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Standards are defined by the Standards Council of Canada as "agreed upon rules and guidelines that establish accepted practices, technical requirements an terminologies."Footnote xxii Standards are typically established by standard-setting organizations such as the International Organization for Standardization (ISO) and the European Telecommunications Standards Institute (ETSI). Standards are especially common in the information and communications technology industry, where they act as agreed-upon protocols to ensure different technologies from different companies can operate together. Moreover, they are written protocols that ensure interoperability and compatibility between technologies.
Patents relevant to forming such standards are called standard-essential patents (SEPs). A SEP is a type of patent whose rights would be licensed to anyone wanting to comply with the related standard. In exchange for a patent being included in a standard, the owner of a SEP makes the commitment to license it either on the basis of "fair, reasonable and non-discriminatory" (FRAND) royalties or royalty-free. Standardized technologies, like Wi-Fi, 4G and 5G networks in telephony used by many organizations, rely on SEPs.
Evolution of standard-essential patent inventionsFootnote xxiii
In general, very few patents become SEPs and not all standards rely on SEPs. As standards become more important in a number of industries, there is an increasing interest to better understand the patents that are related to standards. SEP data used at CIPO for research purposes are obtained from the PatentVector database, which consists of 22,851 SEP inventions and 12 standard-setting organizations between application years 1990 and 2018. Of these inventions, 22,126 were attributable to institutions (academic institutions, businesses, government departments, medical facilities, and research organizations). The remaining SEP inventions were attributed to inventors. The rest of this section will focus solely on standard-essential inventions by institutions, referred to as simply "SEP inventions by institutions
This analysis found that, in 2018, the amount of SEP inventions worldwide was 42 times the amount in 1990, with 57 SEP inventions at the beginning of this period and 2,406 at the end, representing an average annual growth of 14%. The year with the highest growth was 2000, with 72%, while the lowest (-19%) was observed in 2009. The volumes of SEP inventions and annual growth rates are presented in Figure 35.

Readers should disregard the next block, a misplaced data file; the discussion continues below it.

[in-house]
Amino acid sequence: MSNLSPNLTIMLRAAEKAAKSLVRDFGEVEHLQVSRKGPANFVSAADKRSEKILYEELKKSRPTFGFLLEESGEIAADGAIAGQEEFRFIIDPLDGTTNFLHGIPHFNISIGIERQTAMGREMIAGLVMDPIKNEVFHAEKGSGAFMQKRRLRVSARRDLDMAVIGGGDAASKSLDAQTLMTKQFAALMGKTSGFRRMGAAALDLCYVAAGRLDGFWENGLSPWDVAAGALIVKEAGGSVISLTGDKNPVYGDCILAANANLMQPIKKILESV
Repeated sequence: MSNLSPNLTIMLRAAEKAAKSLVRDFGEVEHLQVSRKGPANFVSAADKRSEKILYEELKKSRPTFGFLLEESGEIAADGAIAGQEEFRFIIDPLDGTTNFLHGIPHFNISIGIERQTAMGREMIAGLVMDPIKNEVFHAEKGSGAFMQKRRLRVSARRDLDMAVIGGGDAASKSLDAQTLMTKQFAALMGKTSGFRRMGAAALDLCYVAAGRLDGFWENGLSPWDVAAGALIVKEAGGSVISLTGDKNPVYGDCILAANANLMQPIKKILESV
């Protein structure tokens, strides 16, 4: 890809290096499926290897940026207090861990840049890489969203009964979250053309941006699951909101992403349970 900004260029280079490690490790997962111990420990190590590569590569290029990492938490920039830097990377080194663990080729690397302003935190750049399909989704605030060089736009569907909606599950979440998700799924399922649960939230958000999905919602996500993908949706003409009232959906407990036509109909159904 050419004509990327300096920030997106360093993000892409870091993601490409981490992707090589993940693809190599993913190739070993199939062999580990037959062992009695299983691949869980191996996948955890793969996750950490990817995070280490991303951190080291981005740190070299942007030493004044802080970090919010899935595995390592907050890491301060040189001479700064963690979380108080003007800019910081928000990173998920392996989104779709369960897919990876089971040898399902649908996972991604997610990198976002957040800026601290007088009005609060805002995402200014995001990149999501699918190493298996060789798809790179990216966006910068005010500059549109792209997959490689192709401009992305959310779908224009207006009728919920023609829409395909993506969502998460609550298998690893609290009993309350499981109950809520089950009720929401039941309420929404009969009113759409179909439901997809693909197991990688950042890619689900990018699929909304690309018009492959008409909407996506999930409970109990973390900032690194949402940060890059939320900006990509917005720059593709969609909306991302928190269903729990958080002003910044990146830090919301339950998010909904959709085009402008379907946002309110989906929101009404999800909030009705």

Figure 35 – text version
|Year||SEP inventions||Annual growth rate (right axis)|
Figure 36 shows the filing trend of the 5 world-leading countries in SEP inventions. Chinese institutions ranked first, with 6,344 SEP inventions between the application years 1990 and 2018. China has experienced a significant uptick in SEP inventions since the mid-2000s, which coincides with their burgeoning telecommunications industry.Footnote xxiv American institutions rank second, with 4,349 SEP inventions, followed by institutions from Japan, Korea and Finland.
Figure 36 – text version
|Year||China||United States of America||Japan||Republic of Korea||Finland|
Canadian institutions held a total of 372 SEP inventions over that same time period. They recorded high growth in the mid-to-late 2000s, peaking in 2010 with 59 SEP inventions. While Canadian institutions own less SEP inventions than the leading countries, it can be observed that Canada is on par with France, Germany, and the United Kingdom. This is shown in Figure 37, which presents the filing trends for Canadian, French, German, and British institutions.
Figure 37 – text version
The patent landscape map in Figure 38 shows the key technology fields in which there is a high concentration of SEP inventions.Footnote xxv It superimposes over the white peaks the keywords that appear most frequently throughout the data set. Observing large white peaks around keywords such as "wireless access communication system" and "mobile station apparatus" is consistent with the notion that SEP inventions are tied predominately to the telecommunications sector. This reinforces the notion that SEP inventions are an important factor for succeeding in the Information and communications technology industry.
In this data set drawn from the leading standard-setting organizations in the world, we find that the number of standard-essential patents (SEPs) inventions has been increasing over the last 2 decades, especially in the information and communications technology industry. This growth in SEP inventions highlights the need for a deeper analysis of the available data. CIPO intends to publish a full-length, comprehensive report on SEP inventions, which will take a much closer look at the SEP landscape in Canada. This report will highlight the Canadian institutions and inventors that hold SEP inventions and the specific technology fields in which they operate.